Your browser is no longer supported

For the best possible experience using our website we recommend you upgrade to a newer version or another browser.

Your browser appears to have cookies disabled. For the best experience of this website, please enable cookies in your browser

We'll assume we have your consent to use cookies, for example so you won't need to log in each time you visit our site.
Learn more

COSLA TRIES TO AVERT FIRE STRIKE

  • Comment
The Convention of Scottish Local Authorities will today propose a compromise pay settlement aimed at averting a str...
The Convention of Scottish Local Authorities will today propose a compromise pay settlement aimed at averting a strike in the fire service when the Fire Brigades Union meets the employers.

COSLA will suggest 1.5% is paid from next month with a further payment in April 1994, which would represent the additional amount the firefighters would have received if their pay formula had been applied. The formula links firefighters' pay to the upper quartile of male manual worker earnings. The Department of Employment was due yesterday to release the data on which the formula is worked out. The figure is not expected to be significantly greater than 1.5%.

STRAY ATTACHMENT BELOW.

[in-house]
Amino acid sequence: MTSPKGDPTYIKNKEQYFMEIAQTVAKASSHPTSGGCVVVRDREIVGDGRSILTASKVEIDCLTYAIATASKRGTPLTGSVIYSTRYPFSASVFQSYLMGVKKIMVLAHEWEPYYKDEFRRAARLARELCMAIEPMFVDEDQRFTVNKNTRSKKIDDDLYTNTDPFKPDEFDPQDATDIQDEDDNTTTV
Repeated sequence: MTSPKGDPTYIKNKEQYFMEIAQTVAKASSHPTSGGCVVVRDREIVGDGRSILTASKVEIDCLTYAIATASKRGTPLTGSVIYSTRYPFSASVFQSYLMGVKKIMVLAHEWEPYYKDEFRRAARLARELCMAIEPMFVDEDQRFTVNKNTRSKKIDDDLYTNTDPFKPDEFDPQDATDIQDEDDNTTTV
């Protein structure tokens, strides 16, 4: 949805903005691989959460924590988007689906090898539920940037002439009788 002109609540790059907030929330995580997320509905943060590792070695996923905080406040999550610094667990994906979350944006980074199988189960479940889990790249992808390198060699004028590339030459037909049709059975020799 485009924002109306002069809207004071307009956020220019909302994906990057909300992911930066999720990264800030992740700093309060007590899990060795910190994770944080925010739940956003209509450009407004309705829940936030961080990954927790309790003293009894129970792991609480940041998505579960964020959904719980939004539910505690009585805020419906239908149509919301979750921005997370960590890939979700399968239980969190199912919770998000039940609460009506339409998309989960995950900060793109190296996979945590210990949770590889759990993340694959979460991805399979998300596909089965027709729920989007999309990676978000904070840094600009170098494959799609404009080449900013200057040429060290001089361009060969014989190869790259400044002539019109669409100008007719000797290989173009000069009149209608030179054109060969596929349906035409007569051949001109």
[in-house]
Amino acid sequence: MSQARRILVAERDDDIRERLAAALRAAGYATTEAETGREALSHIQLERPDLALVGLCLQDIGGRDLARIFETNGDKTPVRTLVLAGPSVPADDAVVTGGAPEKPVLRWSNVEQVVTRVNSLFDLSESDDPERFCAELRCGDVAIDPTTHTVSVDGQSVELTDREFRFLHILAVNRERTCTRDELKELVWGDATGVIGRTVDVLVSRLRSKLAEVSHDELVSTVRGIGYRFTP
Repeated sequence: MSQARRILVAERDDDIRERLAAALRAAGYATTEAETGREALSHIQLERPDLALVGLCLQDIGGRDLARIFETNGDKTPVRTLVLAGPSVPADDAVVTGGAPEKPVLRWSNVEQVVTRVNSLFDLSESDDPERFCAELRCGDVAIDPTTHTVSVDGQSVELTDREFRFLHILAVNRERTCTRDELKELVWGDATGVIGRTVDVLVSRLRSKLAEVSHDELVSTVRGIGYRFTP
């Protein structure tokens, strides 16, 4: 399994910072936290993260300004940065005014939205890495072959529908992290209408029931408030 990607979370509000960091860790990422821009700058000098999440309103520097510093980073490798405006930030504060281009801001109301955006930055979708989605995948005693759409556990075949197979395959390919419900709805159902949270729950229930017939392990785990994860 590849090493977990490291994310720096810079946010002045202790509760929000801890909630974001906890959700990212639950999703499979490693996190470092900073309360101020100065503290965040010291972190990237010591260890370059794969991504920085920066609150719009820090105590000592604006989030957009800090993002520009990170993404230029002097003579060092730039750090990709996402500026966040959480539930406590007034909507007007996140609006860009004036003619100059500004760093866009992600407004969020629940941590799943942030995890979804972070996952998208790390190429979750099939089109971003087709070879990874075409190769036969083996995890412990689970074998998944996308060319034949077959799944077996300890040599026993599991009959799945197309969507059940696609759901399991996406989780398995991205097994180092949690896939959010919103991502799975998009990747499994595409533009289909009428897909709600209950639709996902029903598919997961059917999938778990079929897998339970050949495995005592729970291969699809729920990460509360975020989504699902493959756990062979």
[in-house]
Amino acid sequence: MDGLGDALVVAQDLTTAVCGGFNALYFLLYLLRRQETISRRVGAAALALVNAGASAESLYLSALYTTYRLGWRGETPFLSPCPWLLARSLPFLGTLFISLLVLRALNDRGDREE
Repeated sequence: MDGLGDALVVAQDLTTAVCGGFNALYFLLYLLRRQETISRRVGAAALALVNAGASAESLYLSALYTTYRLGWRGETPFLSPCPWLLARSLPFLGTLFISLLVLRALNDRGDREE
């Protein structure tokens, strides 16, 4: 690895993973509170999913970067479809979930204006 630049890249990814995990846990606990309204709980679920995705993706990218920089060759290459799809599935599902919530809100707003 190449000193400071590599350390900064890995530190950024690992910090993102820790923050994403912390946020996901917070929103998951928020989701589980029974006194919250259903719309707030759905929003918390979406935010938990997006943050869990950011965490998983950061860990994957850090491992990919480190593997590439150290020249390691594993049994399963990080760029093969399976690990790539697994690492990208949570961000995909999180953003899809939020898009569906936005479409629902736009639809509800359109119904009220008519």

COSLA said this approach would mean councils could budget for the formula outcome without affecting current year expenditure limits. 'The costs to authorities of even limited industrial action will far exceed the costs of applying the formula even from its due date', said a joint statement.

The FBU is due to send out ballot papers on Monday asking members if they are prepared to support a series of one day national strikes. A result is due on 1 November. It will be the first union to operate new rules on strike ballots introduced by the Trade Union Reform and Employment Rights Act 1993. The Act requires a cooling off period of at least seven days between the announcement of the ballot result and the commencement of action. Home Secretary Michael Howard confirmed on Tuesday at a meeting with the employers that local government would pick up the costs of providing emergency cover. An agreed statement said it is up to the employers to decide to apply the firefighters pay formula next year. The employers hope the statement will reassure firefighters they can keep their promise to return to the pay formula in 1994.
  • Comment

Have your say

You must sign in to make a comment

Please remember that the submission of any material is governed by our Terms and Conditions and by submitting material you confirm your agreement to these Terms and Conditions.

Links may be included in your comments but HTML is not permitted.